OXFORD, Miss. – University of Mississippi doctoral candidate Dereck Barr of Oxford has been awarded the KPMG Minority Accounting Doctoral Fellowship for the third straight year.
Barr, who graduated from Oxford High School in 1997, received both his bachelor’s and master’s degrees in accountancy from Ole Miss, in 2002 and 2004 respectively. In his third year of the Patterson School of Accountancy’s doctoral program, he serves as a graduate research and teaching assistant. He says the $10,000 annual award is making a difference.
“The financial support has allowed me to reduce my teaching load during the program, which lets me focus more intently on coursework and research,” he said. “In addition, I am able to spend less time worrying about how I will be able to manage my financial obligations.”
His association with KPMG’s Accounting Doctoral Students Association has also been a plus.
“The network of fellow Ph.D. students and faculty within the ADSA has provided guidance and support, and helped me to stay on track,” he said.
Barr was accepted into the Patterson School’s doctoral program based on his academic record and his work experience, said Dale Flesher, associate dean.
“We are proud of Dereck’s accomplishments because he is a longtime member of the Ole Miss family,” Flesher said. “He received both his bachelor’s and master’s degrees from Ole Miss, so we knew what we were getting when we admitted him. He also had excellent work experience, as he was an internal auditor for FedEx Corp. FedEx has one of the most professional internal audit staffs in the country.”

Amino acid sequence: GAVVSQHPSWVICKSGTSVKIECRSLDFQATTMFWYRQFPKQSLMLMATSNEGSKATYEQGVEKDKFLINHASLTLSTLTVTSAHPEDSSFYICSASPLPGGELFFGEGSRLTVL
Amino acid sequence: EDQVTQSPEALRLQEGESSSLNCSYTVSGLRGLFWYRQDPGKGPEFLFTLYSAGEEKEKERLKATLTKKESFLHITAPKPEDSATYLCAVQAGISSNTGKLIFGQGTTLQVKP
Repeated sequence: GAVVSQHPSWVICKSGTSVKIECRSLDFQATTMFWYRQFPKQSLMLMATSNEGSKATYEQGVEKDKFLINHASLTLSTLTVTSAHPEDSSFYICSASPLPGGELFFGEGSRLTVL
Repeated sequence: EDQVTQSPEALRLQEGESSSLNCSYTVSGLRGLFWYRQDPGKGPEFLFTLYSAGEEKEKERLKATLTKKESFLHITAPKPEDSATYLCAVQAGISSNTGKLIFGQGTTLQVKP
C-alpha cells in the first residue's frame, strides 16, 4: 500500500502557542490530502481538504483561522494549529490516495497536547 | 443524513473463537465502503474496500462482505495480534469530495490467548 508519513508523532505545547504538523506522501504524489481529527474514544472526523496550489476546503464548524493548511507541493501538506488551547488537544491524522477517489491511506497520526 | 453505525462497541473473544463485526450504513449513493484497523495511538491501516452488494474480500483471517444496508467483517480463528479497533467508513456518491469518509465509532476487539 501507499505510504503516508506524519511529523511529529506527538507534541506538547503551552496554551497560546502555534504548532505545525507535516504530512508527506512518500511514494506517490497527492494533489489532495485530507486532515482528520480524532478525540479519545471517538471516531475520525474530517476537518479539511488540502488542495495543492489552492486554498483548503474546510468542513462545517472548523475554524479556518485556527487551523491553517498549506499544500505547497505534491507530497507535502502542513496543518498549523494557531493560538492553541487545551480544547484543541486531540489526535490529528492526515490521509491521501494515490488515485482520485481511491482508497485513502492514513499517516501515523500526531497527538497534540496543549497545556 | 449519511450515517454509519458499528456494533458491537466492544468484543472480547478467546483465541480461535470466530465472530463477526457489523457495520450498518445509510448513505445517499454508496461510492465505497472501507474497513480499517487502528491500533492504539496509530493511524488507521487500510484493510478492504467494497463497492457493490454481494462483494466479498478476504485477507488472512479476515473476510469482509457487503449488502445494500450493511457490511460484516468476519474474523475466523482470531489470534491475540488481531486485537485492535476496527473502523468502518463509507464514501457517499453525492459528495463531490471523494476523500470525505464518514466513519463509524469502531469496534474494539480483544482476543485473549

After five years at FedEx, Barr left as a lead auditor in 2009 to enter the Ph.D. program. He had worked specifically in the company’s international audit division and traveled the world performing audits of the operations, finance and information systems functions. He also did private consulting work regarding the Sarbanes-Oxley Act.
Barr said he chose UM for his doctorate for several reasons, including the school’s consistent ranking as one of the nation’s top 25 accountancy doctoral programs. He also was interested in research opportunities.
“While the program is rigorous, students are allowed to create a program that fits their research interests,” he said. “And the administration is committed to increasing the university’s research profile, which brings in more money and helps students at all levels get better jobs.”
After completing his doctorate in 2013, Barr plans a career in higher education.
The KPMG Foundation Minority Accounting Doctoral Scholarship program aims to increase the completion rate among African-American, Hispanic-American and Native American doctoral students in accounting, and is part of a larger commitment by the KPMG Foundation to increase minority representation not only in accounting programs at colleges and universities, but in the American workforce.
For more information, the School of Accountancy.